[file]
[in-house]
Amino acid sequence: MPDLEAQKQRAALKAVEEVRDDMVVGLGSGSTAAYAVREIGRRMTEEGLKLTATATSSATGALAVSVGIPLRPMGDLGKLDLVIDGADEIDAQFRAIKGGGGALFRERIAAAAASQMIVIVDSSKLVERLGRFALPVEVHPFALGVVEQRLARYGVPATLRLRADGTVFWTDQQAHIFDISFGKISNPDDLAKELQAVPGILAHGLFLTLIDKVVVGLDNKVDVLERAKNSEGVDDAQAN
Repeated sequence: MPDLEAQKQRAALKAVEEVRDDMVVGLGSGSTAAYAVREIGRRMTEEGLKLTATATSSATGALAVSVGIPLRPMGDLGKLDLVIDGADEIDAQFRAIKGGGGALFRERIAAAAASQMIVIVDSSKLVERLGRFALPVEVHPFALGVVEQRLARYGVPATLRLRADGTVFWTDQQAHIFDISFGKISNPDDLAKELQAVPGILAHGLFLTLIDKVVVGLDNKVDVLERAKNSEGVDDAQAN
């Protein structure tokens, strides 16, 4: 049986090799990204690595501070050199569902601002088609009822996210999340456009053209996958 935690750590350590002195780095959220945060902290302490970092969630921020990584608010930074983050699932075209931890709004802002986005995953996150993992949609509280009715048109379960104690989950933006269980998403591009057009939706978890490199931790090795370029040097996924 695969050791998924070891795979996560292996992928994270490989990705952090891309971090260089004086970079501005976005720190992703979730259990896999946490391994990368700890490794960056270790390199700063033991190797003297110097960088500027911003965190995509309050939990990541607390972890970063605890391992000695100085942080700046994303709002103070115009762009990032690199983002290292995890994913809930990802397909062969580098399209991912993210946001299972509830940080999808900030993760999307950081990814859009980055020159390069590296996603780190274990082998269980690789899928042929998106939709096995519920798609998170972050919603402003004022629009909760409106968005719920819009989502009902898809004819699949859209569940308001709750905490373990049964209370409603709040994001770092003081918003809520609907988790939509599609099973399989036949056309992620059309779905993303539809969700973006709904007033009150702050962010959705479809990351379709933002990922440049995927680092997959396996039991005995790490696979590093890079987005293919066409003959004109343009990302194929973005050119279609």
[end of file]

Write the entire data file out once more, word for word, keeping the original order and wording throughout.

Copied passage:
[in-house]
Amino acid sequence: MPDLEAQKQRAALKAVEEVRDDMVVGLGSGSTAAYAVREIGRRMTEEGLKLTATATSSATGALAVSVGIPLRPMGDLGKLDLVIDGADEIDAQFRAIKGGGGALFRERIAAAAASQMIVIVDSSKLVERLGRFALPVEVHPFALGVVEQRLARYGVPATLRLRADGTVFWTDQQAHIFDISFGKISNPDDLAKELQAVPGILAHGLFLTLIDKVVVGLDNKVDVLERAKNSEGVDDAQAN
Repeated sequence: MPDLEAQKQRAALKAVEEVRDDMVVGLGSGSTAAYAVREIGRRMTEEGLKLTATATSSATGALAVSVGIPLRPMGDLGKLDLVIDGADEIDAQFRAIKGGGGALFRERIAAAAASQMIVIVDSSKLVERLGRFALPVEVHPFALGVVEQRLARYGVPATLRLRADGTVFWTDQQAHIFDISFGKISNPDDLAKELQAVPGILAHGLFLTLIDKVVVGLDNKVDVLERAKNSEGVDDAQAN
């Protein structure tokens, strides 16, 4: 049986090799990204690595501070050199569902601002088609009822996210999340456009053209996958 935690750590350590002195780095959220945060902290302490970092969630921020990584608010930074983050699932075209931890709004802002986005995953996150993992949609509280009715048109379960104690989950933006269980998403591009057009939706978890490199931790090795370029040097996924 695969050791998924070891795979996560292996992928994270490989990705952090891309971090260089004086970079501005976005720190992703979730259990896999946490391994990368700890490794960056270790390199700063033991190797003297110097960088500027911003965190995509309050939990990541607390972890970063605890391992000695100085942080700046994303709002103070115009762009990032690199983002290292995890994913809930990802397909062969580098399209991912993210946001299972509830940080999808900030993760999307950081990814859009980055020159390069590296996603780190274990082998269980690789899928042929998106939709096995519920798609998170972050919603402003004022629009909760409106968005719920819009989502009902898809004819699949859209569940308001709750905490373990049964209370409603709040994001770092003081918003809520609907988790939509599609099973399989036949056309992620059309779905993303539809969700973006709904007033009150702050962010959705479809990351379709933002990922440049995927680092997959396996039991005995790490696979590093890079987005293919066409003959004109343009990302194929973005050119279609």